Physical therapy improves venous hemodynamics in cases of primary varicosity: results of a controlled study.

Authors: Hartmann BR (1) , Drews B , Kayser T
(1) Institute of Applied Physiology, Universität Freiburg
Source: Angiology. 1997 Feb;48(2):157-62.
DOI: 10.1177/000331979704800209 Publication date: 1997 Feb E-Publication date: Not specified Availability: abstract Copyright: © 1997 SAGE Publications
Language: English Countries: Not specified Location: Not specified Correspondence address: Not specified


Article abstract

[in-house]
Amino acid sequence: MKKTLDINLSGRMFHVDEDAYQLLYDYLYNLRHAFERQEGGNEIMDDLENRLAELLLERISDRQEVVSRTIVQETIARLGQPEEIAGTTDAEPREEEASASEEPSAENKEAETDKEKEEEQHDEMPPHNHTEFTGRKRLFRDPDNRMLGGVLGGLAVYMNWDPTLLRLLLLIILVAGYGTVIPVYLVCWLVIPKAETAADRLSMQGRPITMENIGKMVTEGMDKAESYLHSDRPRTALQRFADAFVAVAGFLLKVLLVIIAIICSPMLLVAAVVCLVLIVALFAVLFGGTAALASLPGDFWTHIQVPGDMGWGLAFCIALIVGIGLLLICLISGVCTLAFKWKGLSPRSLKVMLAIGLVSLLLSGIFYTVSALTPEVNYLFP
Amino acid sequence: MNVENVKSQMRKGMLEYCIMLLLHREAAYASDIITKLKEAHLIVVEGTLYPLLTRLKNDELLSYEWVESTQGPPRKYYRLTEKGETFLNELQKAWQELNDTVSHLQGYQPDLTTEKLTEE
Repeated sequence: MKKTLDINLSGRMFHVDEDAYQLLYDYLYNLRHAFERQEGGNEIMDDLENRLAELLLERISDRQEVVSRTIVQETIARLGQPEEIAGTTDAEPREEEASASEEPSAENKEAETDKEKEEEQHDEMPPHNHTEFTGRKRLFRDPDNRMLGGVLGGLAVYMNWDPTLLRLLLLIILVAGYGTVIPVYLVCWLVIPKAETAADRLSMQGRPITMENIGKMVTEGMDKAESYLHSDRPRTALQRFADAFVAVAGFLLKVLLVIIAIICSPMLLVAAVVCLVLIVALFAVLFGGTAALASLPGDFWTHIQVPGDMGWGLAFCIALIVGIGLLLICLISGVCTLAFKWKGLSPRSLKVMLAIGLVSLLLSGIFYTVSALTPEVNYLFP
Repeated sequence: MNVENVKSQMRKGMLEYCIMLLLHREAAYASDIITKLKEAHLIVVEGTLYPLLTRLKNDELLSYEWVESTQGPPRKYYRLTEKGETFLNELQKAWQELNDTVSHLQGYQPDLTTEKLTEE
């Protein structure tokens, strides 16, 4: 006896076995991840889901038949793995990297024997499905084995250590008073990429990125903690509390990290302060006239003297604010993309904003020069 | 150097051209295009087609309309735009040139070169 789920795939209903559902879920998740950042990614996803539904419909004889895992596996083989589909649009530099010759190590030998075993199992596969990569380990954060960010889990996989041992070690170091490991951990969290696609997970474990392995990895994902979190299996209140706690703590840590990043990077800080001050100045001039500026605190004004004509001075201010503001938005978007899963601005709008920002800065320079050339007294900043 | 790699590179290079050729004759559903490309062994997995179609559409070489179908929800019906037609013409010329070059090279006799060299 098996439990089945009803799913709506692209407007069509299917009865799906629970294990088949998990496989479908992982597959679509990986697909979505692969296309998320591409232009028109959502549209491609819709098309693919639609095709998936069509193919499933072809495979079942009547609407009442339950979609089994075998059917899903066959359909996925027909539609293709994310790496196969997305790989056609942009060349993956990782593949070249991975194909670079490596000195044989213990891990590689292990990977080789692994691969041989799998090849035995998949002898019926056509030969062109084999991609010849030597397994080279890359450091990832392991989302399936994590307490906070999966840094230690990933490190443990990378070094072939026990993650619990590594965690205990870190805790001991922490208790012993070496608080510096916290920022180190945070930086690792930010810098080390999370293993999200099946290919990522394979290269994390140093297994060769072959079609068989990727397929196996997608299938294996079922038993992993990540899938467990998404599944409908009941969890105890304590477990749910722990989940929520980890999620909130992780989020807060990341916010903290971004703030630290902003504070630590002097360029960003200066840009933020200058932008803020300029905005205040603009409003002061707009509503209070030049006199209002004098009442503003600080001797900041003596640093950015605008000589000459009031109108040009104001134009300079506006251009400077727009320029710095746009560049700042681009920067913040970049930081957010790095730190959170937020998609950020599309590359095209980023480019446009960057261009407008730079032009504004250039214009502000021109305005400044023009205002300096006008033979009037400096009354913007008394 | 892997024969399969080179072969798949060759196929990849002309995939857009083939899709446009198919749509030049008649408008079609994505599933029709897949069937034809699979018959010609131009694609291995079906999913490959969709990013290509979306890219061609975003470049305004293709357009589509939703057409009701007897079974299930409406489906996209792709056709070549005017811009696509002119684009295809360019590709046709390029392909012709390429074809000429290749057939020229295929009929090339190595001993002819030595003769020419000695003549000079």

Physical factors are known to influence hemodynamics in the veins of the lower extremities. In a controlled, randomized study the authors investigated the effects of combined physical therapy on varicose veins. Over a twenty-four-week period a treatment group consisting of 12 persons exercised under the supervision of a therapist twice a week for sixty minutes. This included muscle and joint activation by means of externally applied compression and cold-temperature stimuli (ie, thermosteresis). They also exercised once a day without supervision for fifteen minutes. During the same period a control group of 12 persons underwent the same measurements but no treatment. In the treatment group venous capacity decreased by an average of 16% from 4.9 +/- 0.3 (sd) mL/100 mL tissue to 4.1 +/- 0.4 (P < 0.005, U-test) while in the control group it remained practically unchanged at 4.8 +/- 0.4 vs 5.0 +/- 0.3. Venous refilling time in the lower extremities also increased in the treatment group, half refilling time rising from 7.8 +/- 1.0 to 11.3 +/- 0.9 seconds (P < 0.001) and total refilling time from 17.0 +/- 1.4 to 25.7 +/- 2.1 seconds (P < 0.001); these parameters remained virtually unchanged in the control group, with half refilling time dropping slightly from 7.7 +/- 1.1 to 7.1 +/- 1.3 seconds and total refilling time from 18.3 +/- 1.7 to 16.3 +/- 1.9 seconds. Patient self-rating scores obtained by use of a standardized questionnaire administered at baseline and at the end of week 24 improved in the treatment group only. The combined physical therapy was thus shown to be of long-term therapeutic value, improving venous function and reducing patients' symptoms. These findings indicate that for the further development of this combined treatment regimen it would be useful to identify the individual factors contributing to its efficacy and evaluate them separately.

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